Earlier this week a thunderstorm blew through chasing out the last of winter and leaving drops of spring scattered in her wake. It’s still cool — this is New England after all. But evidence of the world waking is sprinkled all around. Daffodils bloom and the tiniest buds blush deeply in crimson — a bit nervous about what they’ll soon reveal. The birds are beside themselves with song — singing wildly even in the rain. Everything feels giddy, bursting, on the cusp of life and warmth and newness.
This was my 11th winter in Massachusetts. Though it has taken me all eleven years to figure it out, I do believe I’m finding my way through the cold at last. Winter for me has always been about surviving, holding on, and keeping my eyes firmly shut until June. But little by little I’ve begun to understand the purpose of this necessary season.
For one thing, by summer’s end we fail to still notice the bird’s song or the shades of green or the beauty of flowers all around. We get accustomed to lovely things and winter is the perfect remedy to such lazy assumptions of unending comfort. I learn my lesson every January as I layer on my coat, gloves, hat and boots just to check the mail. I repent of taking any good thing for granted and promise to notice every leaf and bloom if spring ever comes again.
And here’s the thing I’m learning most of all — spring does always come again. However brutal and unfeeling winter may be, somehow by June you hardly remember it happened at all. What just a few weeks ago appeared dead forever now reveals life hidden and resting all along. And with all the metaphors this lively season offers, I’m reminded the same is true of hearts and lives too. Cold, barren seasons of life will eventually transition from roots deeply hidden to life bursting in blooms. What seems dead and wasted almost never is — spring always comes again.
I read recently that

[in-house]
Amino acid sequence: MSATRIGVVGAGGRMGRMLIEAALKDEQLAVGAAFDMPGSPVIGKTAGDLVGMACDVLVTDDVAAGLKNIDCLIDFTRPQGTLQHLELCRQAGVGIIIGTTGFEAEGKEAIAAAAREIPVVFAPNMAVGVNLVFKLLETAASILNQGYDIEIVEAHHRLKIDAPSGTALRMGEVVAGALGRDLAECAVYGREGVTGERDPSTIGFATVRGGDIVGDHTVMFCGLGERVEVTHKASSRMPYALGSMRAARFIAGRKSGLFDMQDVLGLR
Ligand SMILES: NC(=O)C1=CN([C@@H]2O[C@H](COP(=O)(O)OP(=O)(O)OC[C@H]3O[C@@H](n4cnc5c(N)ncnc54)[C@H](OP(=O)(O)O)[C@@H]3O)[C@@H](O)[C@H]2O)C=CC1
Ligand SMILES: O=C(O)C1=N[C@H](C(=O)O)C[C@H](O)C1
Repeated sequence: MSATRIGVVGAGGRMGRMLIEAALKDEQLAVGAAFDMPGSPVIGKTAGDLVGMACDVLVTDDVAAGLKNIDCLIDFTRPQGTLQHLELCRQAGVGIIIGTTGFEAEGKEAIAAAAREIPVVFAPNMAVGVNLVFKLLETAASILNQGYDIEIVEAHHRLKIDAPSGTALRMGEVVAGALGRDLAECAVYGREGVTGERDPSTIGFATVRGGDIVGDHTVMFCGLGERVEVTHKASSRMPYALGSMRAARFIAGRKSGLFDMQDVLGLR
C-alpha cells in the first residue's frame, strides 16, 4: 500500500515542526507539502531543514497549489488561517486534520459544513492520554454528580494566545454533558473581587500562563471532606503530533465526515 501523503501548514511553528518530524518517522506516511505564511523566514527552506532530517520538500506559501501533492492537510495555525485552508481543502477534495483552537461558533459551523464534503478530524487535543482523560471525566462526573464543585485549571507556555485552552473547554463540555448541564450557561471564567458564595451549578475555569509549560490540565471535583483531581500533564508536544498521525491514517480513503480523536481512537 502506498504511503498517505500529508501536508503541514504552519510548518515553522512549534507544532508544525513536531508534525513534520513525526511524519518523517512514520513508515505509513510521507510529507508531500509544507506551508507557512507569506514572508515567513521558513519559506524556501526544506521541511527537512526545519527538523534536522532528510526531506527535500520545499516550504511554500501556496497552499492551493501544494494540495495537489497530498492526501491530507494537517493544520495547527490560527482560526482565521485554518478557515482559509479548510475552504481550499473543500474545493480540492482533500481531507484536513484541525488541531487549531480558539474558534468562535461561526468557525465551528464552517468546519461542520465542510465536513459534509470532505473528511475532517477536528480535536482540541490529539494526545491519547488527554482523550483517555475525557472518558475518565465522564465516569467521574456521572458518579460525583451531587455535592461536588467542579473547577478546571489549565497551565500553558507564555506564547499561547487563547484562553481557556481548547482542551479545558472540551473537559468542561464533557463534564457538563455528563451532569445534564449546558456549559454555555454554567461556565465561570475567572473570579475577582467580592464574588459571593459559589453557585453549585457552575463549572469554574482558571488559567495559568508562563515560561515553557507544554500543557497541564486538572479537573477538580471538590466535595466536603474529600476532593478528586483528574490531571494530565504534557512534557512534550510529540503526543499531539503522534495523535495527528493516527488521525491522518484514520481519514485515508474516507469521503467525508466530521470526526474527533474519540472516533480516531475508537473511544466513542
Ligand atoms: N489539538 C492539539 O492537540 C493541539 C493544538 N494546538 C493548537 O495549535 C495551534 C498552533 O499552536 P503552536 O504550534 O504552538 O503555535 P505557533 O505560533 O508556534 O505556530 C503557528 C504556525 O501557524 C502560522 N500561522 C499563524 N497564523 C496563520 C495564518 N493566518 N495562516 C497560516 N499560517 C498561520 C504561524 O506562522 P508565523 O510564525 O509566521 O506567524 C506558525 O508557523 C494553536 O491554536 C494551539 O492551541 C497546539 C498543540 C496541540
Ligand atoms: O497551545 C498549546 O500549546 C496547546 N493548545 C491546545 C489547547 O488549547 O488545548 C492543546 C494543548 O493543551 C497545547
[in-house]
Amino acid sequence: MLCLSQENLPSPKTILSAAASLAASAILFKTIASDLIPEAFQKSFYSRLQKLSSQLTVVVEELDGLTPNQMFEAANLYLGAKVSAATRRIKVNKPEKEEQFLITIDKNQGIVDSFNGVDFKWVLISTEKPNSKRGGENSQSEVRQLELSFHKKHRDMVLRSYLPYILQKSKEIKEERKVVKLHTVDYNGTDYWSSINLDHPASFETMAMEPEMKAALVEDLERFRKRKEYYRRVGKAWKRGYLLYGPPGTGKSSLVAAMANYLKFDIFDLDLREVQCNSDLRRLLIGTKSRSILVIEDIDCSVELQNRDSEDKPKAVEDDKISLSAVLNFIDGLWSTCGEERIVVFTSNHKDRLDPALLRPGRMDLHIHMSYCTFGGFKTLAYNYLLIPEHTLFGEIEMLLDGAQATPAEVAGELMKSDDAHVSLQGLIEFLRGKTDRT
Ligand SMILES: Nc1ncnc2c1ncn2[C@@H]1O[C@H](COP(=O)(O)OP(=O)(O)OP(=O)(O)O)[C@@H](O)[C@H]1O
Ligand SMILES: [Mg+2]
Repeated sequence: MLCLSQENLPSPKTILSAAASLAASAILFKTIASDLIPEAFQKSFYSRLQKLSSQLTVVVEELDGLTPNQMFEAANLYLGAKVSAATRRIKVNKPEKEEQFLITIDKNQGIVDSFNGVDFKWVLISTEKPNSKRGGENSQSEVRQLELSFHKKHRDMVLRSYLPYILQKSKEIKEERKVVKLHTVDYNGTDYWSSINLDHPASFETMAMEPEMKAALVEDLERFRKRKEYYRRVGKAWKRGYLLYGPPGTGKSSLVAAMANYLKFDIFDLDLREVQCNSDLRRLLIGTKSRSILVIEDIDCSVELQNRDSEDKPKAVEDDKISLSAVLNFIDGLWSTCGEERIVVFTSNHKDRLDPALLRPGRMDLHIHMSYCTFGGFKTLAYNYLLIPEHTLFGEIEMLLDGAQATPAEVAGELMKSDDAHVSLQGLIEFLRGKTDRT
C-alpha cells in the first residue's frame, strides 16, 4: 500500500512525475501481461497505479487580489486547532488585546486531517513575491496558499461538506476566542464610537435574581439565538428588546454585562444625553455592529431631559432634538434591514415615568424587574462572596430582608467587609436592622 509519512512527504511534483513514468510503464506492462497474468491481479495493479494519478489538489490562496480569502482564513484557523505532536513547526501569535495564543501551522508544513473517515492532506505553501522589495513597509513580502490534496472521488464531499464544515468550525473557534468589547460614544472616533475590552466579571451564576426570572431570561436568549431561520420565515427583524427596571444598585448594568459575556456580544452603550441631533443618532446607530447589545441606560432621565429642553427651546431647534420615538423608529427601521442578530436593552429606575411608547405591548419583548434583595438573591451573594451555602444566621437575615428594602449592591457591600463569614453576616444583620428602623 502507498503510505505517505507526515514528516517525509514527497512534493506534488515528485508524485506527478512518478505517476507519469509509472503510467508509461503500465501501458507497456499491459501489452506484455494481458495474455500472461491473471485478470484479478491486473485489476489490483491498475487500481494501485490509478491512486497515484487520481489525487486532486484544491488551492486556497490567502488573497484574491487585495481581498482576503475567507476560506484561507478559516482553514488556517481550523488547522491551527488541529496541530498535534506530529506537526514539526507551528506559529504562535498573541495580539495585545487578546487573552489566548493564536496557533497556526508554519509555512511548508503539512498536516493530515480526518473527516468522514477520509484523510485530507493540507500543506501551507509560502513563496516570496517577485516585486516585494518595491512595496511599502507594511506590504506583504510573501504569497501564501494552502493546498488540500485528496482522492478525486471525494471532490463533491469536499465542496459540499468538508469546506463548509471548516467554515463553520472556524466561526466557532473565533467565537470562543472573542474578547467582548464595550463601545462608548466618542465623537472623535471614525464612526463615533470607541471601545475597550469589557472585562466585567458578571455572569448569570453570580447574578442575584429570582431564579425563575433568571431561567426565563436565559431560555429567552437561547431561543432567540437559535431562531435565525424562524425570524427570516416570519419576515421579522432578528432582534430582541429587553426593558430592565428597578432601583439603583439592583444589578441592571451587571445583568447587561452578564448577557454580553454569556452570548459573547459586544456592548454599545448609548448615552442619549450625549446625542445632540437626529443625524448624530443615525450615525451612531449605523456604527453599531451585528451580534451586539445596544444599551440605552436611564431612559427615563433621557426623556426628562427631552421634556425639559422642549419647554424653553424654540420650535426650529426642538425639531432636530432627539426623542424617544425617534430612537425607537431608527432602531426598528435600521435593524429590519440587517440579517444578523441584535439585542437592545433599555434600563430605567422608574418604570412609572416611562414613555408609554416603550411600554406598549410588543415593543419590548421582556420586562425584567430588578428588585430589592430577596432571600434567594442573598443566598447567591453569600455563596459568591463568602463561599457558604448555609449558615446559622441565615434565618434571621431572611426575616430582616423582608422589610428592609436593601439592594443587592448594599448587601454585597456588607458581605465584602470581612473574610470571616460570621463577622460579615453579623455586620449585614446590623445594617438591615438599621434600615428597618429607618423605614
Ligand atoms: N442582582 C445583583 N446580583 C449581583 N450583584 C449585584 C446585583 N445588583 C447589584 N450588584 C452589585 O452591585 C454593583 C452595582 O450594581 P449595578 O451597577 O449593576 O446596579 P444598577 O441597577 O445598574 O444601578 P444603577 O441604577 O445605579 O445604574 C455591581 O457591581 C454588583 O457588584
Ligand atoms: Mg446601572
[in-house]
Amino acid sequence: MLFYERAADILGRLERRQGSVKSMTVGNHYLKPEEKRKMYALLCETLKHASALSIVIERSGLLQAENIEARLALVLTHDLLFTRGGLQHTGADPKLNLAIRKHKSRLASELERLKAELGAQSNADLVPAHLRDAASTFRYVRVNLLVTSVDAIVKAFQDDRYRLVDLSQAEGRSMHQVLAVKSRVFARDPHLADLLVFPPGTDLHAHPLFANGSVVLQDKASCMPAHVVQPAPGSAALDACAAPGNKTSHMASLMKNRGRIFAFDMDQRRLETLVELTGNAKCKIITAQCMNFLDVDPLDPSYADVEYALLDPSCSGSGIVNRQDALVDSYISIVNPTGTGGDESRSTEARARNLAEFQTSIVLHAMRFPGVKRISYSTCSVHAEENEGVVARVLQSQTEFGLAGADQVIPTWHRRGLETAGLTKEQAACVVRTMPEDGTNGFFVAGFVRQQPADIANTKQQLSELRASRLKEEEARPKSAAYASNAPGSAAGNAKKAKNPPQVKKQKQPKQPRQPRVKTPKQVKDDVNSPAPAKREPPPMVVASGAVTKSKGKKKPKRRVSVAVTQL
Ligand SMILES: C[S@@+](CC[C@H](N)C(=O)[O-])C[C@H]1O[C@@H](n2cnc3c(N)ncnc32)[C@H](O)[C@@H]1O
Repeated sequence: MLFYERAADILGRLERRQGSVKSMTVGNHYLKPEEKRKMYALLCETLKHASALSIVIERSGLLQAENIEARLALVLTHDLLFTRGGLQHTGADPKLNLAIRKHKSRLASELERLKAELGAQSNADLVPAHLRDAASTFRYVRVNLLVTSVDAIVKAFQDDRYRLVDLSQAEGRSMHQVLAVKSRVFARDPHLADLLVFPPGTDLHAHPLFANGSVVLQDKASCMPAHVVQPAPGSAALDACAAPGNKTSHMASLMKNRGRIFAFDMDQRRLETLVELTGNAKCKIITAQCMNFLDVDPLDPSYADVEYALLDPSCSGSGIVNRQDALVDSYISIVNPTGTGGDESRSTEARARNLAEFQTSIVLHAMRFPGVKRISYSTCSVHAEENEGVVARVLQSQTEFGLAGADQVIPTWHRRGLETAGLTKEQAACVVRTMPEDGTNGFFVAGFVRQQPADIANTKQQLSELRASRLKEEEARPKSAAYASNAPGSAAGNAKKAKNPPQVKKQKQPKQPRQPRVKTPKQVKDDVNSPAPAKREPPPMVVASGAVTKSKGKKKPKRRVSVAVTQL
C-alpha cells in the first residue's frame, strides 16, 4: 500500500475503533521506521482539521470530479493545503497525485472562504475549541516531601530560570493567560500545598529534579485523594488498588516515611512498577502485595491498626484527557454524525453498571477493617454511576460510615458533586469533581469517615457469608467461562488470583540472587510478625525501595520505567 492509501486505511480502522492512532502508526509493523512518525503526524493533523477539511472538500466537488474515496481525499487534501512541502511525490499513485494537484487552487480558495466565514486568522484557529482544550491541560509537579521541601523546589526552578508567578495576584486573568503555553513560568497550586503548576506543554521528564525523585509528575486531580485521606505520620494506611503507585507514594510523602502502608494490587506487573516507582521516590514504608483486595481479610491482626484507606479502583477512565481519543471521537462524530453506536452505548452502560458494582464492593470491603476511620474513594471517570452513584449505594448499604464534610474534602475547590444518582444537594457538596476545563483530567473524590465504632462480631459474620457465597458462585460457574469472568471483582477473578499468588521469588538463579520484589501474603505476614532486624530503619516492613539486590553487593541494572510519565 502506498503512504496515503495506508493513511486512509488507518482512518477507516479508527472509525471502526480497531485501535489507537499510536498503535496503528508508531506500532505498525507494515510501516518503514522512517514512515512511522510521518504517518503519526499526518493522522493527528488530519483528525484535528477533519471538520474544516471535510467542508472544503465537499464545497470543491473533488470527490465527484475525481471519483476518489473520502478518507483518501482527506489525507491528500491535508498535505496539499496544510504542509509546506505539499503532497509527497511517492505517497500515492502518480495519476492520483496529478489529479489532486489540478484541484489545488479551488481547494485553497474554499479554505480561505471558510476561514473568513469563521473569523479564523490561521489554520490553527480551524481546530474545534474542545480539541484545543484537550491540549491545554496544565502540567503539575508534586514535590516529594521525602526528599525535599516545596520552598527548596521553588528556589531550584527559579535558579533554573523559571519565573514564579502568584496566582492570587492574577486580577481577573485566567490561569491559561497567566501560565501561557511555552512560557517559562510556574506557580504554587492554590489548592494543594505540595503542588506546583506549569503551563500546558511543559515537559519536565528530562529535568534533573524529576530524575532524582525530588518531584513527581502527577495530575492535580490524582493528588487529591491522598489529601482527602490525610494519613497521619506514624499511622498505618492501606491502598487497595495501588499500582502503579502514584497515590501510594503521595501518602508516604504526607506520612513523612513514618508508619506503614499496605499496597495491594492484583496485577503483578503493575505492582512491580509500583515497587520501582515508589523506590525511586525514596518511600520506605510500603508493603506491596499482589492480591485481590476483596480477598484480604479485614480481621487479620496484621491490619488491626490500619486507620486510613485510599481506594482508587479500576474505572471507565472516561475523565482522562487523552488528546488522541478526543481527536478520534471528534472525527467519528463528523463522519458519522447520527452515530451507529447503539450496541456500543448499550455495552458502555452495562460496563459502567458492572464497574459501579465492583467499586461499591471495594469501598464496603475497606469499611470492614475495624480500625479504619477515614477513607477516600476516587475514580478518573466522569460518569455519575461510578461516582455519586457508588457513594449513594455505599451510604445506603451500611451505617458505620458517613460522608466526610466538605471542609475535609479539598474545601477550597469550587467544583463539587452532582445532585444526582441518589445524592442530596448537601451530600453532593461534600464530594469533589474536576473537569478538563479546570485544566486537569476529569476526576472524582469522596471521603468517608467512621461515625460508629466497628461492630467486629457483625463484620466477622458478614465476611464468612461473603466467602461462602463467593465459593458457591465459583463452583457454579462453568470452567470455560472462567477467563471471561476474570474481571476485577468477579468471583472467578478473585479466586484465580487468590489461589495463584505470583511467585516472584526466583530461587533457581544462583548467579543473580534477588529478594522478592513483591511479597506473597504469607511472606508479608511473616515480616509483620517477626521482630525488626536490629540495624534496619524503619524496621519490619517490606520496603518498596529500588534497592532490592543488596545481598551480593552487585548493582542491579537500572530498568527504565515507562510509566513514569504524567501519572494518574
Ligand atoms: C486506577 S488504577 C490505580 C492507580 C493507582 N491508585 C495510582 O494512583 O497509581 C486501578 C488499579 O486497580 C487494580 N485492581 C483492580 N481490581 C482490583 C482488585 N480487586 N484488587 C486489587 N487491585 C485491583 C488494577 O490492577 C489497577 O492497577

The greatest pleasures are those born of labor and investment.Karen Swallow Prior
Indeed, if we never walk through winter, we will never truly appreciate the sweet antithesis of such barren seasons. I notice spring because I have walked through winter. We best notice life after we have tasted death.
Today I walked around outside with my kids soaking up the warmth of sunshine on my back. I’m thankful for spring, but most of all I’m thankful that seasons change and hope buoys us ever on. We often say that nothing lasts forever in reference to the good but the same can be said of the hard stuff too. Nothing lasts forever, not even a New England winter.
At the beginning of the year I realized I had lost my love for reading — mostly from burning myself out on parenting books I felt obligated to read. Many of these are helpful but I noticed when I wanted to burn every parenting book I saw that it was probably time for a break from all the “do this to be a better that” stuff.
I declared 2019 the year in which I read whatever the heck I feel like and behold, I fell in love with stories and words all over again. Now that I’m enjoying books once more I thought it would be fun to do a seasonal recap sharing what I read. Here’s a quick look at the books I read from December to February.
Fantasy, 354 pages
This was a fun book to read in part because the author, Emily, was also my college roommate. Writing is hard work so it’s pretty cool to see someone I know who studied to be a writer actually doing the work and following through with her dream.
Vindor was a fun break from my normal book genres. I haven’t read anything like this since I finished The Lord of the Ring series. Think Lord of the Rings meets The Chronicles of Narnia and you have an idea of the fun and adventure you’ll be diving into with this story. Find it here.
Travel Memoir, 268 pages
My sister-in-law gave me this book for my birthday last year and as soon as I cracked it open I couldn’t put it back down. I loved both the writing style and getting to travel with the author through different countries and adventures. It did no good for my own wanderlust as I now have a bunch more places on my list I must see 😉 Find it here.